By Liban Obsiye
Radio Muqdisho yesterday celebrated its 66th anniversary in beautiful style in Mogadishu. The attendance of President Mohamed Abdullahi Farmaajo, the Speaker of Parliament, Ministers and many more dignitaries is testament to the great appreciation the Somali people have for their first national radio.
Radio Muqdisho was born at a time of colonialism and struggle but saw Somalia through independence, civil war and now is playing a major role in our return to stability. Radio Muqdisho is the voice of the people in many ways and in times of confusion, a pillar of impartiality. Radio Muqdisho connects the Somali people wherever they are and proudly carries the authentic Somali national emblem in the news it spreads to all corners of the world. In this regard, it is a genuine public broadcaster representing and protecting the interests of the Somali people.
Radio Muqdisho always championed and continues to highlight the national causes which led Somalia to progress and prosper. The national literacy campaign of the 1970’s is one of the jewels in its crown. However, despite its successes even in modern times of adversity and limited resources, Radio Muqdisho still needs vast investments to diversify content, increase its presence across the country and train the current and future stars of Somali journalism like it always did.
Today, Somalis are fortunate to have both Radio Muqdisho and Somali National TV (SNTV). These are national media organizations which belong to, and serve, every Somali citizen everywhere. We must recognize their great effort in connecting us all, our issues and priorities to the rest of the world. We must also recognize and thank those who have served to inform, educate and entertain us at the cost of their lives. This group includes Ministers, journalists, producers, and technicians, Police as well as many others.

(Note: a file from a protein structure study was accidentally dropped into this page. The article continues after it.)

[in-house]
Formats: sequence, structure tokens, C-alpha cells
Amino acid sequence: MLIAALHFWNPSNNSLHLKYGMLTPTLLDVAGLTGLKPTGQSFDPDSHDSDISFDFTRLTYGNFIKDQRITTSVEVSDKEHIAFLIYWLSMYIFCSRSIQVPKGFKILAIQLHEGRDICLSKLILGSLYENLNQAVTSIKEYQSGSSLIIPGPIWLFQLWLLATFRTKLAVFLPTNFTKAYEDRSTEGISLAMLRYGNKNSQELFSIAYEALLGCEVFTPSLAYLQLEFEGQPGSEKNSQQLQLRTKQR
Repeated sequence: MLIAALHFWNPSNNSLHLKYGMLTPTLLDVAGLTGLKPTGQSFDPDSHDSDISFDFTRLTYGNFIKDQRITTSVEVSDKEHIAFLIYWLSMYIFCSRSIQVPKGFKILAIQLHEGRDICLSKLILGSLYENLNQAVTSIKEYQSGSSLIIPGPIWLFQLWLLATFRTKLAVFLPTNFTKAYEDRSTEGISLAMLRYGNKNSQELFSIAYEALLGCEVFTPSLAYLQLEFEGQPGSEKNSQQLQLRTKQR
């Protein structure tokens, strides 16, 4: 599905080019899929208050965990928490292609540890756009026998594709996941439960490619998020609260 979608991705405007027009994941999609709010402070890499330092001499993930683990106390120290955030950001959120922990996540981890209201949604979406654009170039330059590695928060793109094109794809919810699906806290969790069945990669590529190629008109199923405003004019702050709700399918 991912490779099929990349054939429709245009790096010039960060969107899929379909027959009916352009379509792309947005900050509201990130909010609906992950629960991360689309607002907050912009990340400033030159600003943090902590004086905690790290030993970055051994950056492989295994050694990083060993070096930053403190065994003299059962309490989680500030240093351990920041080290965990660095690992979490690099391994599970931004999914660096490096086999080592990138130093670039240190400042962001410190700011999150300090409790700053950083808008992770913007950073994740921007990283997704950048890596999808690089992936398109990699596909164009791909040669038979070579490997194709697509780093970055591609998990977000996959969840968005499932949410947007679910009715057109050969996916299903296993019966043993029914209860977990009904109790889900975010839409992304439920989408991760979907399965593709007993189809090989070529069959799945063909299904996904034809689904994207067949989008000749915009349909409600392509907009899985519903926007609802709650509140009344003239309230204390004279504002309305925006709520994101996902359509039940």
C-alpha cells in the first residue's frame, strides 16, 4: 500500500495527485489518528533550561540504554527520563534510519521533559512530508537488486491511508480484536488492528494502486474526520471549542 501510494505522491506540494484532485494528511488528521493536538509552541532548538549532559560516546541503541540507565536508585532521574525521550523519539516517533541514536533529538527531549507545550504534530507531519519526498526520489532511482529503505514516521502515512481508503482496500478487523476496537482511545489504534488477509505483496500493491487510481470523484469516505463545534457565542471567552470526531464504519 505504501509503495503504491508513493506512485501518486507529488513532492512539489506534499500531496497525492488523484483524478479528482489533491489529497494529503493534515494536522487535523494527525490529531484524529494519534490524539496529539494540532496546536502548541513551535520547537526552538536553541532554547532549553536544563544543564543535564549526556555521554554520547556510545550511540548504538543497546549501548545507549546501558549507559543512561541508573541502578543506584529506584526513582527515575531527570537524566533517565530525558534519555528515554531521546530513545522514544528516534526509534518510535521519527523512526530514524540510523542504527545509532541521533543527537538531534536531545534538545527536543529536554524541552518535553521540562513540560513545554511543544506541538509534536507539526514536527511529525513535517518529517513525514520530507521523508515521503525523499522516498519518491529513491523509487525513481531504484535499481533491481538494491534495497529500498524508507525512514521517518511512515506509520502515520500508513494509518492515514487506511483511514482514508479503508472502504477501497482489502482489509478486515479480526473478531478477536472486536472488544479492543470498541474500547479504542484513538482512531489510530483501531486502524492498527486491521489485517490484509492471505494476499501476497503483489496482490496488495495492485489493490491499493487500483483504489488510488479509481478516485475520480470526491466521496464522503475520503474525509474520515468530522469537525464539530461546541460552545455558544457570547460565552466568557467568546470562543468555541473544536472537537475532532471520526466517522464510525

Radio Muqdisho, SNTV and all other responsible Somali media outlets are needed now more than ever to help drive the national development effort. Somalia has an ambitious President and Prime Minister who seek to bring Nabad and Nolol to life. However, fiscal resources are limited despite the solid national efforts to raise domestic revenue and improve the investment environment. Thankfully, as an oral society, many development projects like education, health, security and social affairs, can be broadcast cost effectively across the airwaves and on TV and still reach the majority of citizens. This succeeded in the past and can do so again if coupled with targeted development interventions which are culturally appropriate and based within the beneficiary communities.
At a time of national recovery, reconciliation is crucial. Reconciliation though is not just about establishing courts and Truth Commissions as important as these are. Reconciliation begins with acknowledgement of what keeps a people and nations together: language, religion, culture, land and lineage. What do we lose if we continue to fight? What do we endanger by remaining hostile to one another? Radio Muqdisho, SNTV and other independent media must remain champions for connecting our people globally. Somalis may not agree on the Political process but there is no denying a great song by a Somali legend when it is broadcast or a famous play when it is re-played over the radio or on TV.
The challenge for the Somali media as a whole going forward is the implementation of robust media laws and regulations which promote responsible journalism. To do this, the Ministry of Information must continue its fruitful efforts, under the leadership of Minister Abdirahman Omar Osman (Eng. Yarrisow), of engaging journalists, demanding high standards and uniting Somali journalists across the Federal divide. Somalia and its wonderful people have a great story to share with themselves and the world and only a united voice can distribute it to all corners of the world.